Global monitoring of disease vectors is undoubtedly becoming an urgent need as the human population rises and becomes increasingly mobile, international commercial exchanges increase, and climate change expands the habitats of many vector species.

Traditional surveillance of mosquitoes, vectors of many diseases, relies on catches, which requires regular manual inspection and reporting, and dedicated personnel, making large-scale monitoring difficult and expensive. New approaches are solving the problem of scalability by relying on smartphones and the Internet to enable novel community-based and digital observatories, where people can upload pictures of mosquitoes whenever they encounter them. An example is the Mosquito Alert citizen science system, which includes a dedicated mobile phone app through which geotagged images are collected.

This system provides a viable option for monitoring the spread of various mosquito species across the globe, although it is partly limited by the quality of the citizen scientists’ photos. To make the system useful for public health agencies, and to give feedback to the volunteering citizens, the submitted images are inspected and labeled by entomology experts. Although citizen-based data collection can greatly broaden disease-vector monitoring scales, manual inspection of each image is not an easily scalable option in the long run, and the system could be improved through automation.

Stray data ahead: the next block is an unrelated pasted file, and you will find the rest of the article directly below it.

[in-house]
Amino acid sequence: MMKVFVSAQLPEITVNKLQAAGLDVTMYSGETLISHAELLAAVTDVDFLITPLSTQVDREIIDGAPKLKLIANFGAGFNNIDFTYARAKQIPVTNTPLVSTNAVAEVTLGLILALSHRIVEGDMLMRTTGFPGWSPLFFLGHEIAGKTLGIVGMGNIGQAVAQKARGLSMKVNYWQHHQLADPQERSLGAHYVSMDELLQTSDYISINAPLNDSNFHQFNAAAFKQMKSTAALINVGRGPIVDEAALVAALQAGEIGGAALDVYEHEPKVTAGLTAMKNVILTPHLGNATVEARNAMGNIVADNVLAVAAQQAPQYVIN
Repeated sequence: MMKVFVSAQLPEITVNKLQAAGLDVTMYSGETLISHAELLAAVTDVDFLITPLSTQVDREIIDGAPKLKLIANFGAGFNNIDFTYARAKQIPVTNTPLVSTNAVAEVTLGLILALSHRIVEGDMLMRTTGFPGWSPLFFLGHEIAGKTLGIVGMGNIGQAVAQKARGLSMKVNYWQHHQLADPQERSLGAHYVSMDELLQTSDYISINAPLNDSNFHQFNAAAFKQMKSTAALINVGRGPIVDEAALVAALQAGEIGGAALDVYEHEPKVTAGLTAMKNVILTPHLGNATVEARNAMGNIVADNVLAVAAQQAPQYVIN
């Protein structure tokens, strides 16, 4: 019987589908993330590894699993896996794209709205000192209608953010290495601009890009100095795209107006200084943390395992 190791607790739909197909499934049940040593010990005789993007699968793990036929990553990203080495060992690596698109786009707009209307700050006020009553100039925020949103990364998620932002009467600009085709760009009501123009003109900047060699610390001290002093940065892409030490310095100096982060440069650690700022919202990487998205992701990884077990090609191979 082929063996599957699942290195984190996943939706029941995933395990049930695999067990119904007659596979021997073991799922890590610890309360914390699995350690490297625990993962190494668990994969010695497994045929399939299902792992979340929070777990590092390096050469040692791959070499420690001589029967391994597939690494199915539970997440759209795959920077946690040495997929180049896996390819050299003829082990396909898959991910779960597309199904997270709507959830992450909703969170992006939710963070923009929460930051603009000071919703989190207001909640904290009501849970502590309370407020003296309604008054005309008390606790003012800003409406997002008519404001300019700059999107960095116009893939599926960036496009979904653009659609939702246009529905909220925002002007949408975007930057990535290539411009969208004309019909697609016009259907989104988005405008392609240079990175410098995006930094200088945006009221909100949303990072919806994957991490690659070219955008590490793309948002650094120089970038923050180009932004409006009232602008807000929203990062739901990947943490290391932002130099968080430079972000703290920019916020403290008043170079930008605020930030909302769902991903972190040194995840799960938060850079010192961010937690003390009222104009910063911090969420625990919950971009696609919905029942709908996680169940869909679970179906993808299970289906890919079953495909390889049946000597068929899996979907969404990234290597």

Based on Mosquito Alert’s curated database of expert-validated mosquito photos, we trained a deep learning model to find tiger mosquitoes (Aedes albopictus), a species that is responsible for spreading chikungunya, dengue, and Zika among other diseases.

The highly accurate 0.96 area under the receiver operating characteristic curve score promises not only a helpful pre-selector for the expert validation process but also an automated classifier giving quick feedback to the app participants, which may help to keep them motivated.

In the paper, we also explored the possibilities of using the model to improve future data collection quality as a feedback loop.